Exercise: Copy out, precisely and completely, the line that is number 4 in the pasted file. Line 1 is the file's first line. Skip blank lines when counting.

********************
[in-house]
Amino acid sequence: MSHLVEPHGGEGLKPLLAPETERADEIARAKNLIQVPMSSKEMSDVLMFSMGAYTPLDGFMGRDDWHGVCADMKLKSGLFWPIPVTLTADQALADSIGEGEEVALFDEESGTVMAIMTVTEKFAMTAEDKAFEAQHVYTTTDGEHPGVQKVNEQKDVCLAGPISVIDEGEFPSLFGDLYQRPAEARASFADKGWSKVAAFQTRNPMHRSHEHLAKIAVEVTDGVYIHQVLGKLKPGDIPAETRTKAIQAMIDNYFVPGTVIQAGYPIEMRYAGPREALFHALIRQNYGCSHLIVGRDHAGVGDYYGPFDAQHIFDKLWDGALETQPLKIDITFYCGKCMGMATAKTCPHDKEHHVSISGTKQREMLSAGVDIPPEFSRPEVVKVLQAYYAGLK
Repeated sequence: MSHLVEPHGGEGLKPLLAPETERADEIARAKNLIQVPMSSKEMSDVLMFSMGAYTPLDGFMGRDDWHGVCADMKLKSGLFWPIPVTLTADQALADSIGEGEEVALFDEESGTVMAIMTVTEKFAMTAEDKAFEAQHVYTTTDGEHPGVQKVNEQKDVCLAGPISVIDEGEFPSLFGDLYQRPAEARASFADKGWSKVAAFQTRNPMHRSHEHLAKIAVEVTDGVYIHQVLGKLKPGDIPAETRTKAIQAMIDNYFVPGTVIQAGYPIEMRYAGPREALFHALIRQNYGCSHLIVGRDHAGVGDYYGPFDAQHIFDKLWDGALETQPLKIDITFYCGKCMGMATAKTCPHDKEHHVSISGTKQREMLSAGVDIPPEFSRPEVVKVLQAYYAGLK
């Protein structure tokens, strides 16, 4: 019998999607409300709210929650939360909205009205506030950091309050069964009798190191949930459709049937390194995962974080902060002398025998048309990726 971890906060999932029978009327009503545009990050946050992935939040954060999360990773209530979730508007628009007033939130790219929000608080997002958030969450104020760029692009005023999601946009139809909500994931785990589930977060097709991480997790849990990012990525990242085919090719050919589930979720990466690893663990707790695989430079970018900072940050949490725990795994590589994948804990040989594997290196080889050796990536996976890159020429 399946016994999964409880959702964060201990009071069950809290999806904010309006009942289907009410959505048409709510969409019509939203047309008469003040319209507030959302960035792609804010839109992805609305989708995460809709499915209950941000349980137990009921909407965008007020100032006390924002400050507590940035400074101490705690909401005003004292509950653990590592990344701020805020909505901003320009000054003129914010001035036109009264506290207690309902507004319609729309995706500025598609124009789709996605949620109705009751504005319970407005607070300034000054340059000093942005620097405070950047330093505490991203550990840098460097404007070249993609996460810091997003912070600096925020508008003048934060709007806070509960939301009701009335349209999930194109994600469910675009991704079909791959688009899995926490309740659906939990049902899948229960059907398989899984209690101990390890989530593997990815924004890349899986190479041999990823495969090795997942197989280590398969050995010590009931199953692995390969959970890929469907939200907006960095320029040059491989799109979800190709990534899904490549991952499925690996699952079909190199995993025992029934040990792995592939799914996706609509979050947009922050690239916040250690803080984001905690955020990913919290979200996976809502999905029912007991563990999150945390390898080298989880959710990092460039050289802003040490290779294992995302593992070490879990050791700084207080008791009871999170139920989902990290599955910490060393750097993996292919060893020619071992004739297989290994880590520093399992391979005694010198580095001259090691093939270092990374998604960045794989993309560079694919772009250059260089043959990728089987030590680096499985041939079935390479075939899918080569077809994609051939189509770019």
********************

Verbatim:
């Protein structure tokens, strides 16, 4: 019998999607409300709210929650939360909205009205506030950091309050069964009798190191949930459709049937390194995962974080902060002398025998048309990726 971890906060999932029978009327009503545009990050946050992935939040954060999360990773209530979730508007628009007033939130790219929000608080997002958030969450104020760029692009005023999601946009139809909500994931785990589930977060097709991480997790849990990012990525990242085919090719050919589930979720990466690893663990707790695989430079970018900072940050949490725990795994590589994948804990040989594997290196080889050796990536996976890159020429 399946016994999964409880959702964060201990009071069950809290999806904010309006009942289907009410959505048409709510969409019509939203047309008469003040319209507030959302960035792609804010839109992805609305989708995460809709499915209950941000349980137990009921909407965008007020100032006390924002400050507590940035400074101490705690909401005003004292509950653990590592990344701020805020909505901003320009000054003129914010001035036109009264506290207690309902507004319609729309995706500025598609124009789709996605949620109705009751504005319970407005607070300034000054340059000093942005620097405070950047330093505490991203550990840098460097404007070249993609996460810091997003912070600096925020508008003048934060709007806070509960939301009701009335349209999930194109994600469910675009991704079909791959688009899995926490309740659906939990049902899948229960059907398989899984209690101990390890989530593997990815924004890349899986190479041999990823495969090795997942197989280590398969050995010590009931199953692995390969959970890929469907939200907006960095320029040059491989799109979800190709990534899904490549991952499925690996699952079909190199995993025992029934040990792995592939799914996706609509979050947009922050690239916040250690803080984001905690955020990913919290979200996976809502999905029912007991563990999150945390390898080298989880959710990092460039050289802003040490290779294992995302593992070490879990050791700084207080008791009871999170139920989902990290599955910490060393750097993996292919060893020619071992004739297989290994880590520093399992391979005694010198580095001259090691093939270092990374998604960045794989993309560079694919772009250059260089043959990728089987030590680096499985041939079935390479075939899918080569077809994609051939189509770019």